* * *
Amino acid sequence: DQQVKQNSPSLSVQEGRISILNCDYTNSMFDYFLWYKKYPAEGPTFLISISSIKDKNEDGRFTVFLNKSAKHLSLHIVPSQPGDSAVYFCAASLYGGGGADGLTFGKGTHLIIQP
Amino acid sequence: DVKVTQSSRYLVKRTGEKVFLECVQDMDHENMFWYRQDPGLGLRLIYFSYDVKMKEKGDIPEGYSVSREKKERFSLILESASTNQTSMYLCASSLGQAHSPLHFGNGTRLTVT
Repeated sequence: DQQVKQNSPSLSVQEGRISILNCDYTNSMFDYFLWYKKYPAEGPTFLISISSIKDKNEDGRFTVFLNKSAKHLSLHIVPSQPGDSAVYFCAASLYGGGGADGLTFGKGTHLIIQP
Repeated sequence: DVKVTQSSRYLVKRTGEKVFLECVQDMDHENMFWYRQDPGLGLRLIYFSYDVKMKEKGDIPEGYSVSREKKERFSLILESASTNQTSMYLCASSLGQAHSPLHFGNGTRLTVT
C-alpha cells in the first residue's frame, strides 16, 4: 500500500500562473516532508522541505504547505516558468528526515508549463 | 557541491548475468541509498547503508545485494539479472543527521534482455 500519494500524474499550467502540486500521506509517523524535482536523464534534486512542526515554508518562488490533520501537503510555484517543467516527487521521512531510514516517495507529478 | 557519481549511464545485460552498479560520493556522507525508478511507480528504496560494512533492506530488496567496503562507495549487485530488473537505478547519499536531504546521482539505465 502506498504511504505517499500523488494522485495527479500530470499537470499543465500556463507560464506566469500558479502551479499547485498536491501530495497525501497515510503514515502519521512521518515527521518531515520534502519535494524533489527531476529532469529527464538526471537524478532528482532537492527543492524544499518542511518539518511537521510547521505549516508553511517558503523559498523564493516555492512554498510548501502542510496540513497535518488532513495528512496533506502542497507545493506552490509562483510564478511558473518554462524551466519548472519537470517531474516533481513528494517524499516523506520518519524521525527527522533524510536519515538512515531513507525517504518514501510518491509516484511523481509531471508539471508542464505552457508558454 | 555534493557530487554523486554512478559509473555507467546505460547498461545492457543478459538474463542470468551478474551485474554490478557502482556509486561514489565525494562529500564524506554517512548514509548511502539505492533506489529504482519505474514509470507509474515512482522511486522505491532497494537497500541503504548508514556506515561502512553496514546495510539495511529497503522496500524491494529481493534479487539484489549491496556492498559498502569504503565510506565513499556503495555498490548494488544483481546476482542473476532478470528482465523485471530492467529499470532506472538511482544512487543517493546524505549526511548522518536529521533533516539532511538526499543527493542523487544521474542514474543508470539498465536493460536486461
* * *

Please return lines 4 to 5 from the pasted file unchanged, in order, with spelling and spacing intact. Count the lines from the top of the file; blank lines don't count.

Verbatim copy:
Repeated sequence: DVKVTQSSRYLVKRTGEKVFLECVQDMDHENMFWYRQDPGLGLRLIYFSYDVKMKEKGDIPEGYSVSREKKERFSLILESASTNQTSMYLCASSLGQAHSPLHFGNGTRLTVT
C-alpha cells in the first residue's frame, strides 16, 4: 500500500500562473516532508522541505504547505516558468528526515508549463 | 557541491548475468541509498547503508545485494539479472543527521534482455 500519494500524474499550467502540486500521506509517523524535482536523464534534486512542526515554508518562488490533520501537503510555484517543467516527487521521512531510514516517495507529478 | 557519481549511464545485460552498479560520493556522507525508478511507480528504496560494512533492506530488496567496503562507495549487485530488473537505478547519499536531504546521482539505465 502506498504511504505517499500523488494522485495527479500530470499537470499543465500556463507560464506566469500558479502551479499547485498536491501530495497525501497515510503514515502519521512521518515527521518531515520534502519535494524533489527531476529532469529527464538526471537524478532528482532537492527543492524544499518542511518539518511537521510547521505549516508553511517558503523559498523564493516555492512554498510548501502542510496540513497535518488532513495528512496533506502542497507545493506552490509562483510564478511558473518554462524551466519548472519537470517531474516533481513528494517524499516523506520518519524521525527527522533524510536519515538512515531513507525517504518514501510518491509516484511523481509531471508539471508542464505552457508558454 | 555534493557530487554523486554512478559509473555507467546505460547498461545492457543478459538474463542470468551478474551485474554490478557502482556509486561514489565525494562529500564524506554517512548514509548511502539505492533506489529504482519505474514509470507509474515512482522511486522505491532497494537497500541503504548508514556506515561502512553496514546495510539495511529497503522496500524491494529481493534479487539484489549491496556492498559498502569504503565510506565513499556503495555498490548494488544483481546476482542473476532478470528482465523485471530492467529499470532506472538511482544512487543517493546524505549526511548522518536529521533533516539532511538526499543527493542523487544521474542514474543508470539498465536493460536486461